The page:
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American Studies

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The Major

The major in American studies enables a student to pursue a liberal arts education by focusing on American society and culture in the past and present. Instead of specializing in one of the traditional disciplines, the major combines several disciplines (e.g., history, art history, literature, economics) in the sequence of courses to fulfill major requirements

Because of the wide-ranging interests and methods included within the interdisciplinary American Studies Program, careful consultation between a student and adviser is crucial to the planning of the major.

In order to structure the studies of American society and culture, majors will select a focus— such as an era (e.g., antebellum America, the 20th century) or a topical concentration (e.g., ethnicity and race, urban life, social policy, material culture, the family, industrialization, the arts, the media, popular culture, comparative American cultures) which they will explore in at least four courses. It is expected that several courses in the major will explore issues outside the theme.

Double Majors

Students who double major in American studies and another field normally can count toward the American studies requirements up to four courses used to fulfill the requirements of another major.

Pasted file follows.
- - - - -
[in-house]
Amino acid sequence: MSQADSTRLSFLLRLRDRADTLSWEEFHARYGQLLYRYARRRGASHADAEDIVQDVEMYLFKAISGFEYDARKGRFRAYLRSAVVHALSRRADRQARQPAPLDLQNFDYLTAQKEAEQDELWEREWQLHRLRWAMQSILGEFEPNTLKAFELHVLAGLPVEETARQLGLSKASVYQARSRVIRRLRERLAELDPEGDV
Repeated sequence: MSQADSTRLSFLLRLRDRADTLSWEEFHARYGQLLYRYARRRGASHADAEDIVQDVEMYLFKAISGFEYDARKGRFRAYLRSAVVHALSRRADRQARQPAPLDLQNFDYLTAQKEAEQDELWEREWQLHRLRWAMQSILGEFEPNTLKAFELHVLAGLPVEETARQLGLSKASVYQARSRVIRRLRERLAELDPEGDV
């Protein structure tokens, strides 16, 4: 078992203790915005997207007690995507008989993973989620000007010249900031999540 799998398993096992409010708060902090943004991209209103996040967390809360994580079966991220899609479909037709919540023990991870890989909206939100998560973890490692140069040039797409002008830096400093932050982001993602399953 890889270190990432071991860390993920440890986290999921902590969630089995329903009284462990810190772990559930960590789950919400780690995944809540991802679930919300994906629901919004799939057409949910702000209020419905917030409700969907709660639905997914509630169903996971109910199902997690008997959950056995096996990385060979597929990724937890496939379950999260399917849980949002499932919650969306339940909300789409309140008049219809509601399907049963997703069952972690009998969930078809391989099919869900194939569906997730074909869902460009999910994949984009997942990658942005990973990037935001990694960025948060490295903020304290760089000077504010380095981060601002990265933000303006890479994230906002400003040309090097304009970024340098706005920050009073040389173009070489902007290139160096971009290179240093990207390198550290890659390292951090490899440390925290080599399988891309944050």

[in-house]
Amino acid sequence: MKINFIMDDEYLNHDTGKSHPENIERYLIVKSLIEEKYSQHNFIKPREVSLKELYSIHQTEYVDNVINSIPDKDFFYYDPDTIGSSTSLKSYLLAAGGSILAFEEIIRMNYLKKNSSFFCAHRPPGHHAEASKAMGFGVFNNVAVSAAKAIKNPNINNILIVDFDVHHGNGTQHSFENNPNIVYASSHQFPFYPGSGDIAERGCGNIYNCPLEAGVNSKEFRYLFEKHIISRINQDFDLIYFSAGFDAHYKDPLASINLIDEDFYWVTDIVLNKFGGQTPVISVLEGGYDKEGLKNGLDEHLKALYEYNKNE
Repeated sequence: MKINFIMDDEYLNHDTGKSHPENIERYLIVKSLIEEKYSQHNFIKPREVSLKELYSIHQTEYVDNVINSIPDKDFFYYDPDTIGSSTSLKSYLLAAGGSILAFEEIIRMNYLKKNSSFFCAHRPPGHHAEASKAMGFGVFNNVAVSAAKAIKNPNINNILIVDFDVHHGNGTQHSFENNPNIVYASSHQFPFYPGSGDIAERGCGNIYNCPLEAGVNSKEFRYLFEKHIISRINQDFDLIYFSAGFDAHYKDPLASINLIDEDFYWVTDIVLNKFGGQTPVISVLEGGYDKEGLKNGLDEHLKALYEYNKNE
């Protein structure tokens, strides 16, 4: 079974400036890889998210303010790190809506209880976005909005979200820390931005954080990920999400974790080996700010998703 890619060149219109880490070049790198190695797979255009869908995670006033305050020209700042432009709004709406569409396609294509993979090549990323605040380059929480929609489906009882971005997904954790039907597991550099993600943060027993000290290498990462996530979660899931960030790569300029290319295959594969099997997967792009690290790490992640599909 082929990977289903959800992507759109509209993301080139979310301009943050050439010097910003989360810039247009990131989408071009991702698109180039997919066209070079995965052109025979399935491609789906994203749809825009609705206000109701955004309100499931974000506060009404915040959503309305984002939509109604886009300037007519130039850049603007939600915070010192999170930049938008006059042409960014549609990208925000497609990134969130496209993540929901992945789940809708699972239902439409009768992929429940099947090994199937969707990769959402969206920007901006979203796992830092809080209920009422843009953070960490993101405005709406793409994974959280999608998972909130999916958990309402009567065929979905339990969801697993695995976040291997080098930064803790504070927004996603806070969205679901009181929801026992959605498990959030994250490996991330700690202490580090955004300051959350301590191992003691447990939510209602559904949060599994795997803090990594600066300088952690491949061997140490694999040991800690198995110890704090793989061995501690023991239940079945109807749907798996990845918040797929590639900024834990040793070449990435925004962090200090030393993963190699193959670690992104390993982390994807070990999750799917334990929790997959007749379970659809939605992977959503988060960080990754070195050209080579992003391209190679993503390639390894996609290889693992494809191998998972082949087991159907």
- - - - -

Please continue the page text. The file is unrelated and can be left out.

Study Abroad

Many American studies majors have studied abroad either for a year or a semester. Some thought must be given, of course, to meeting the major requirements. The Study Abroad Director for 2013-2014 is Michael Thurston.

Senior Certification Form

When indicating on the Senior Certification Form which 64 credits they have taken outside the major, an American studies student can list American subject courses that she does not need to fulfill the program's requirements but not American studies courses themselves.

Teaching Certification

American studies majors can become licensed, as undergraduates, to teach in public schools throughout the country. Licensure is available on the elementary, middle or secondary levels. Gaining undergraduate licensure, however, requires careful planning. Students interested in doing this should decide fairly early in their undergraduate careers, usually by the end of sophomore year.

Students who are considering obtaining a teaching license should contact the Department of Education and Child Study.